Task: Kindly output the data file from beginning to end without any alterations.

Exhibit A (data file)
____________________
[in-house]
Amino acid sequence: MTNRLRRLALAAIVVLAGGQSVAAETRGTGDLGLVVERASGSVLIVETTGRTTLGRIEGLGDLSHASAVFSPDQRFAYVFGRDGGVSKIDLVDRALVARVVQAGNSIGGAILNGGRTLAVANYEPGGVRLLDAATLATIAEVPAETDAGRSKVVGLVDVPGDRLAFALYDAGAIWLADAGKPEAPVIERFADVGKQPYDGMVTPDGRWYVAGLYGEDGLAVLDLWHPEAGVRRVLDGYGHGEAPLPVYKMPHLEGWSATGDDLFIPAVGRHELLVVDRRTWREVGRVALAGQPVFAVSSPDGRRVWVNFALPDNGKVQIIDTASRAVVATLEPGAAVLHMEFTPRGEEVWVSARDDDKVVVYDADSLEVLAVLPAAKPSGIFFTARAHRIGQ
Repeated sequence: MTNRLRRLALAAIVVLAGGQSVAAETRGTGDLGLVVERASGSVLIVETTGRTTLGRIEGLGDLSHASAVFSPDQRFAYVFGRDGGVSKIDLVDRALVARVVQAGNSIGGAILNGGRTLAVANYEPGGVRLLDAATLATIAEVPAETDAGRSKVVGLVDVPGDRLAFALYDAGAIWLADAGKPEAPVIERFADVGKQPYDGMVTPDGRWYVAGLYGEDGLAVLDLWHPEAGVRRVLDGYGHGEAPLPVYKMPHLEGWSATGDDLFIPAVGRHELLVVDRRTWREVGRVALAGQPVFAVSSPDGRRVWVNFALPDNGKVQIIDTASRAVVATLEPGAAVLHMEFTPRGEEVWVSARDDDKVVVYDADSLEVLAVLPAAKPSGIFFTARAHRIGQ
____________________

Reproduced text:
[in-house]
Amino acid sequence: MTNRLRRLALAAIVVLAGGQSVAAETRGTGDLGLVVERASGSVLIVETTGRTTLGRIEGLGDLSHASAVFSPDQRFAYVFGRDGGVSKIDLVDRALVARVVQAGNSIGGAILNGGRTLAVANYEPGGVRLLDAATLATIAEVPAETDAGRSKVVGLVDVPGDRLAFALYDAGAIWLADAGKPEAPVIERFADVGKQPYDGMVTPDGRWYVAGLYGEDGLAVLDLWHPEAGVRRVLDGYGHGEAPLPVYKMPHLEGWSATGDDLFIPAVGRHELLVVDRRTWREVGRVALAGQPVFAVSSPDGRRVWVNFALPDNGKVQIIDTASRAVVATLEPGAAVLHMEFTPRGEEVWVSARDDDKVVVYDADSLEVLAVLPAAKPSGIFFTARAHRIGQ
Repeated sequence: MTNRLRRLALAAIVVLAGGQSVAAETRGTGDLGLVVERASGSVLIVETTGRTTLGRIEGLGDLSHASAVFSPDQRFAYVFGRDGGVSKIDLVDRALVARVVQAGNSIGGAILNGGRTLAVANYEPGGVRLLDAATLATIAEVPAETDAGRSKVVGLVDVPGDRLAFALYDAGAIWLADAGKPEAPVIERFADVGKQPYDGMVTPDGRWYVAGLYGEDGLAVLDLWHPEAGVRRVLDGYGHGEAPLPVYKMPHLEGWSATGDDLFIPAVGRHELLVVDRRTWREVGRVALAGQPVFAVSSPDGRRVWVNFALPDNGKVQIIDTASRAVVATLEPGAAVLHMEFTPRGEEVWVSARDDDKVVVYDADSLEVLAVLPAAKPSGIFFTARAHRIGQ